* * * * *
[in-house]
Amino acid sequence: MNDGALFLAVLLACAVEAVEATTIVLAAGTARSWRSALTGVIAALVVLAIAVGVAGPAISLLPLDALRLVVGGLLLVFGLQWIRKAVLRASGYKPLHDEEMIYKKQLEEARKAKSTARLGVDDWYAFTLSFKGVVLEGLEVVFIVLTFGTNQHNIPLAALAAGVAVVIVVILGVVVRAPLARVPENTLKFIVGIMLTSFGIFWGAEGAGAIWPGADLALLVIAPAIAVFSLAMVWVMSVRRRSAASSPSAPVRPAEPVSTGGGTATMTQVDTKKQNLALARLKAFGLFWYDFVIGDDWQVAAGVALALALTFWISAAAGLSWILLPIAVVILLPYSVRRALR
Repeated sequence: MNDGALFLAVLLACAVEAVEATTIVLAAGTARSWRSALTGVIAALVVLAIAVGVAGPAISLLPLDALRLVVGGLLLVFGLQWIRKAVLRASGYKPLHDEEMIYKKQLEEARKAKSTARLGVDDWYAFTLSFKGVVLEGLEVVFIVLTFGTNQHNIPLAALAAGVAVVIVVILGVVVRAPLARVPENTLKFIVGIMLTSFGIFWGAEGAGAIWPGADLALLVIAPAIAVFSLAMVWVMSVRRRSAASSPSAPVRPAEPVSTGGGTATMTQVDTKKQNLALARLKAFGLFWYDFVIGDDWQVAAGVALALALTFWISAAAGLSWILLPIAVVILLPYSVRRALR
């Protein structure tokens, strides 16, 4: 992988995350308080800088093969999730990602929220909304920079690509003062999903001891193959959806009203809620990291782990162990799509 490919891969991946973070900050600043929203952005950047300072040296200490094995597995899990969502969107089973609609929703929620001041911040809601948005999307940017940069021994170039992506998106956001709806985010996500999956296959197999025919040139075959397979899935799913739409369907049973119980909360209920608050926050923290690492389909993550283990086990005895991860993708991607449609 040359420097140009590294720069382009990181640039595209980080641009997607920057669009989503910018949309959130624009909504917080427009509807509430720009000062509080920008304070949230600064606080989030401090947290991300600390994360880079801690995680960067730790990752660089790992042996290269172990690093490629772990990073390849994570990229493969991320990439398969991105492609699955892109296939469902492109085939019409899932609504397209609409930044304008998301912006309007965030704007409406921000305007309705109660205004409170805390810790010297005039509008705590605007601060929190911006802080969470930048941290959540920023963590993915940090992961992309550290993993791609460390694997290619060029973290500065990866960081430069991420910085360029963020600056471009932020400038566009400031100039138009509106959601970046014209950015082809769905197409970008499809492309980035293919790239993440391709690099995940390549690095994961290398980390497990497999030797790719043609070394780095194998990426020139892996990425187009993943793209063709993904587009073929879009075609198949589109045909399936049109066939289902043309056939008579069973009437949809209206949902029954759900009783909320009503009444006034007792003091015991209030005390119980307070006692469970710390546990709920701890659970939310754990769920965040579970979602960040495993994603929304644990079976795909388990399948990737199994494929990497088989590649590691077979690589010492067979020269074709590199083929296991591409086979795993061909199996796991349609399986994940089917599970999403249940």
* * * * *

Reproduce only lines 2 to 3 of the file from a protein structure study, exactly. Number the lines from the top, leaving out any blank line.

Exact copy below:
Amino acid sequence: MNDGALFLAVLLACAVEAVEATTIVLAAGTARSWRSALTGVIAALVVLAIAVGVAGPAISLLPLDALRLVVGGLLLVFGLQWIRKAVLRASGYKPLHDEEMIYKKQLEEARKAKSTARLGVDDWYAFTLSFKGVVLEGLEVVFIVLTFGTNQHNIPLAALAAGVAVVIVVILGVVVRAPLARVPENTLKFIVGIMLTSFGIFWGAEGAGAIWPGADLALLVIAPAIAVFSLAMVWVMSVRRRSAASSPSAPVRPAEPVSTGGGTATMTQVDTKKQNLALARLKAFGLFWYDFVIGDDWQVAAGVALALALTFWISAAAGLSWILLPIAVVILLPYSVRRALR
Repeated sequence: MNDGALFLAVLLACAVEAVEATTIVLAAGTARSWRSALTGVIAALVVLAIAVGVAGPAISLLPLDALRLVVGGLLLVFGLQWIRKAVLRASGYKPLHDEEMIYKKQLEEARKAKSTARLGVDDWYAFTLSFKGVVLEGLEVVFIVLTFGTNQHNIPLAALAAGVAVVIVVILGVVVRAPLARVPENTLKFIVGIMLTSFGIFWGAEGAGAIWPGADLALLVIAPAIAVFSLAMVWVMSVRRRSAASSPSAPVRPAEPVSTGGGTATMTQVDTKKQNLALARLKAFGLFWYDFVIGDDWQVAAGVALALALTFWISAAAGLSWILLPIAVVILLPYSVRRALR